“No one’s saying (she’s) a bad mom,” Judah says. “We just don’t want the child moved out of … Louisville.”
George explains that the girl can’t be taken out of Kentucky without a court order or the agreement of both parents, something Mom wasn’t aware of. His final words about a hearing to determine “what’s best for the child” portend the woman’s need for an attorney.
When it comes to divorce, Jeff Been says the ideal candidates are low-income, low-asset cases. In other words: no children, no property, no savings to wrangle over.
Been’s the executive director of Louisville’s Legal Aid Society, an agency that’s lost 10-20 percent of its federal and state funding over the last four years. They’ve always struggled to keep up with demand, but leaner budgets mean prioritizing cases. Supporting a pro se client takes a lot less effort than heading to court with them.
“We’re not in a position with limited resources to really help a person who comes to us and says, ‘Look, I’ve been married for 12 years, I’ve been separated for 11 of those years, I just need a divorce that’s formal and official,’” Been says.
By the mid-2000s, it was clear Jefferson County needed to assist pro se litigants. Many were turning to the web, paying $80 to download self-representation forms that were often inadequate.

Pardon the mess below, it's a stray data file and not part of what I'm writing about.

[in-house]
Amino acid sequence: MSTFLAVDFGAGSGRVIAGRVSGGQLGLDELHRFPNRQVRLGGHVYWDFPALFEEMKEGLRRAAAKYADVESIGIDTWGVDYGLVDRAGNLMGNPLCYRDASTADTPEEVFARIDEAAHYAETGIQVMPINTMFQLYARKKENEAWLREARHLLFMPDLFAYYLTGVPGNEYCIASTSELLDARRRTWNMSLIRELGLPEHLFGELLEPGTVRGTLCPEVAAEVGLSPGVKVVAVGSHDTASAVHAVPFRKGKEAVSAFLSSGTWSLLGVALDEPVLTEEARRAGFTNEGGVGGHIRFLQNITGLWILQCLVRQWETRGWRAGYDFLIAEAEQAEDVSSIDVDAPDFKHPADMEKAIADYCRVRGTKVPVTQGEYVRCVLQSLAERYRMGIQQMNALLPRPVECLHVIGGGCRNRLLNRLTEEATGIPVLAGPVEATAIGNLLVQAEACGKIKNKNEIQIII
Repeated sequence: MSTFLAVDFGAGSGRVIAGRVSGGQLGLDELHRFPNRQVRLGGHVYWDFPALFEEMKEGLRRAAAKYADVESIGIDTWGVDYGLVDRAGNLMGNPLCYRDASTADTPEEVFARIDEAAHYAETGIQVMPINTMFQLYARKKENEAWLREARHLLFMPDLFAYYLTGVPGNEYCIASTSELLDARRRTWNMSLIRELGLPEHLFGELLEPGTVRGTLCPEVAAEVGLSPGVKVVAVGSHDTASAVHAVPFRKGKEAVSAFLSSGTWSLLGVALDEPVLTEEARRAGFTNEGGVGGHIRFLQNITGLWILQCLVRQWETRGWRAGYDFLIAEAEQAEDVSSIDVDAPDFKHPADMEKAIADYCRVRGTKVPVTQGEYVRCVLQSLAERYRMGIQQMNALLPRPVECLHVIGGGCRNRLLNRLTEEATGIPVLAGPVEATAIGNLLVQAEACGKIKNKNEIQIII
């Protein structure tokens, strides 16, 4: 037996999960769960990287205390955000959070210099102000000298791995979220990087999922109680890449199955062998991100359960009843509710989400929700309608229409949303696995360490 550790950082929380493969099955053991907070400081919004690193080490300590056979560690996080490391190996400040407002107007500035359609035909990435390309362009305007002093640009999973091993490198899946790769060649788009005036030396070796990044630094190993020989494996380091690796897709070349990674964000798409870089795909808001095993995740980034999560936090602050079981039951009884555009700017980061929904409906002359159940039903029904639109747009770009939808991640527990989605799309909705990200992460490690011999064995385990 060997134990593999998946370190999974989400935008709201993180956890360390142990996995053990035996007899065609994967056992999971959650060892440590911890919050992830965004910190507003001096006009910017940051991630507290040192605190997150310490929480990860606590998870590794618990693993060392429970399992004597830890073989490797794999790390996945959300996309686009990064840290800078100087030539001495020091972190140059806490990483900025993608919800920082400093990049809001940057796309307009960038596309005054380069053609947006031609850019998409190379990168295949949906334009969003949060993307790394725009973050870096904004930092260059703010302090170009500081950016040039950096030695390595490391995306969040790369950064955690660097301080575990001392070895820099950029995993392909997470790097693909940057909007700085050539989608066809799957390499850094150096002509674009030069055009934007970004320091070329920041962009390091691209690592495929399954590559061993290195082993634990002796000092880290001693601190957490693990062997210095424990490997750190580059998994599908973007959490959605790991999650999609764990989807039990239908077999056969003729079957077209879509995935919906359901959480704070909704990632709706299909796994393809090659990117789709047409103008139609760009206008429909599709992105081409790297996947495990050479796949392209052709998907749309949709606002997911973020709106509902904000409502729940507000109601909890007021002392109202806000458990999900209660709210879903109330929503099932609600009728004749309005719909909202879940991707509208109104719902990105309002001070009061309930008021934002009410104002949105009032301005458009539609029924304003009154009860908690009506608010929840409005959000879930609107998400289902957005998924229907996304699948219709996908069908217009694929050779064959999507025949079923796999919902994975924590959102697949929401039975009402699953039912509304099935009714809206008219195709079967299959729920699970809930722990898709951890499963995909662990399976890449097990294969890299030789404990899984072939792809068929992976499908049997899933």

“People were buying it here in Kentucky, and if it was for Massachusetts, it really didn’t have application or didn’t help them,” Been says. “That’s where we stepped up in cooperation with family court and said what can we do that’s Kentucky specific so that people don’t spend money on tools that aren’t useful?”
Grants have funded the creation of local pro se forms as well as the website kyjustice.org. By 2009, that site (not just for family court motions, but for other legal matters like criminal record expungement) received 782 downloads, according to Legal Aid. By 2011, as the available pro se paperwork grew, so did interest, not just in Louisville, but across the state. Last year, the website totaled 8,150 downloads.